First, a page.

A Community Tanda is where you will ask a new partner to dance one song of the tanda with you, and then have to switch to a new partner on the next song of the tanda, not the next tanda. Sometimes, you’ll rotate to the next person in the line of dance. Sometimes you are free to choose whom you want to dance with next. It depends on how it’s structured. Most times it’s a haphazhard mess to find an available partner, but one that gets sorted out fairly quickly. This way you rotate partners on a much more frequent basis. Typically the tanda is a either a Vals or Tango, and a very recognizable, easy to dance to, with a  familiar orchestra and series of songs in the tanda. Almost never will the musical choice be either Milonga or Alternative.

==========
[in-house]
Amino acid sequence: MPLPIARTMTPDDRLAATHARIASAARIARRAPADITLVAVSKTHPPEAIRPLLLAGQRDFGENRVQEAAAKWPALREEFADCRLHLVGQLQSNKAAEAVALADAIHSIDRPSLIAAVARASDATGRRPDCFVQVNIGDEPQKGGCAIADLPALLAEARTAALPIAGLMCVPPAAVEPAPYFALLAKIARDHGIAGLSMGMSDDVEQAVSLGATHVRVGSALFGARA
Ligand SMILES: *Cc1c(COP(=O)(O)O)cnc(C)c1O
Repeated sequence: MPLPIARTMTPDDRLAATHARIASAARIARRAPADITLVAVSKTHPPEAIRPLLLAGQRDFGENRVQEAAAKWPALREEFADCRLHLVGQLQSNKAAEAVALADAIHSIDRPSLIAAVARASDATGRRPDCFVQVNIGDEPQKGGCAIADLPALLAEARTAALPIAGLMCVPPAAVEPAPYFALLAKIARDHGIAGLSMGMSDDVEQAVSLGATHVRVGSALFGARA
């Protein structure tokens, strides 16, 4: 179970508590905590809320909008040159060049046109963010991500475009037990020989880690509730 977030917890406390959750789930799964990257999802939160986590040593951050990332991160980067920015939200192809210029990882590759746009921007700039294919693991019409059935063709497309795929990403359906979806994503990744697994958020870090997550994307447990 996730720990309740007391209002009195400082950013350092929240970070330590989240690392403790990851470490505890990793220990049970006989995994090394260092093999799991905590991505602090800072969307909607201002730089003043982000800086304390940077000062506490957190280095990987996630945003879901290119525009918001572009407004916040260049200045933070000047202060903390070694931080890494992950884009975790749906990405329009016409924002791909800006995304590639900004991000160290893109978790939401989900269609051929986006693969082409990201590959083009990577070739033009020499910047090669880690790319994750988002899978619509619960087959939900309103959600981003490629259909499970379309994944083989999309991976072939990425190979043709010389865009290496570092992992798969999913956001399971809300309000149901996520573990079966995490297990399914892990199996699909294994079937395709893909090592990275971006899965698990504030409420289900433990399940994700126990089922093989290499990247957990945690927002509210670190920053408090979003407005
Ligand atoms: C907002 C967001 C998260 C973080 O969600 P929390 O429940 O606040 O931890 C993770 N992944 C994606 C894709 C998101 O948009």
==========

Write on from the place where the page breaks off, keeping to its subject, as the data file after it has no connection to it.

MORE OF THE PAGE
Why Have A Community Tanda At All ? The simple answer is not so simple but there are a few contributing factors to why some people believe that they’re helpful and quite necessary: 1.) Tango can be quite isolating for new dancers and even for experienced dancers, and yes even for the holier-than-thou. The Community Tanda is a way to break that ice and self-isolation to create a state whereby the dancer can briefly step outside their comfort zones for just a moment and check-in with everyone else and at least dance a little bit. 2.) The reality is that we do get stuck in our ways and only dance with those people that we deem worthy of us so the tanda is a way to extricate ourselves beyond that stuck pattern. 3.) While the primary goal is to dance with the unfamiliar another reason why it’s beneficial is that you’re not committed to a whole tanda but rather just one song. A ‘taste’ or ‘taster’ song if you will. 4.) From an organizational perspective, the Organizer does care (sometimes) that everyone is having fun and/or a good time where for one tanda seemingly everyone is laughing, giggling, and dancing. 5.) The reality is that people go to Milongas, and for a variety of reasons they sit and not by choice. They’d love to dance but for a host of issues that they currently present, dancing with them is problematic, so they ‘sit’. Either they have an acerbic personality, they’re creepy, they play with too much vocabulary (too many Volcadas, Sacadas, Colgadas), they can’t follow the line of dance to save their lives, they’re seemingly crazy on the floor, they’re wholly unstable, they hang, they talk too much, they squeeze too much, they have bad breath, they haven’t showered in a pigs age. Any one, or all, or some not mentioned are the reasons why they’ll sit. 6.) There are those people that feel that Tango’s ‘rules’ are too stringent, and they’d like to break up those rules and be able to dance when they want and not have to deal with all the ‘stuff’ that tango presents. These folks usually come from other dances where dancing a single song is common place, and no one ever says “no”, and everyone is pleasant with each other. So they’d like to replicate that experience of other dances in Argentine Tango. It is for these reasons, and a few more, why some people advocate for a Community Tanda.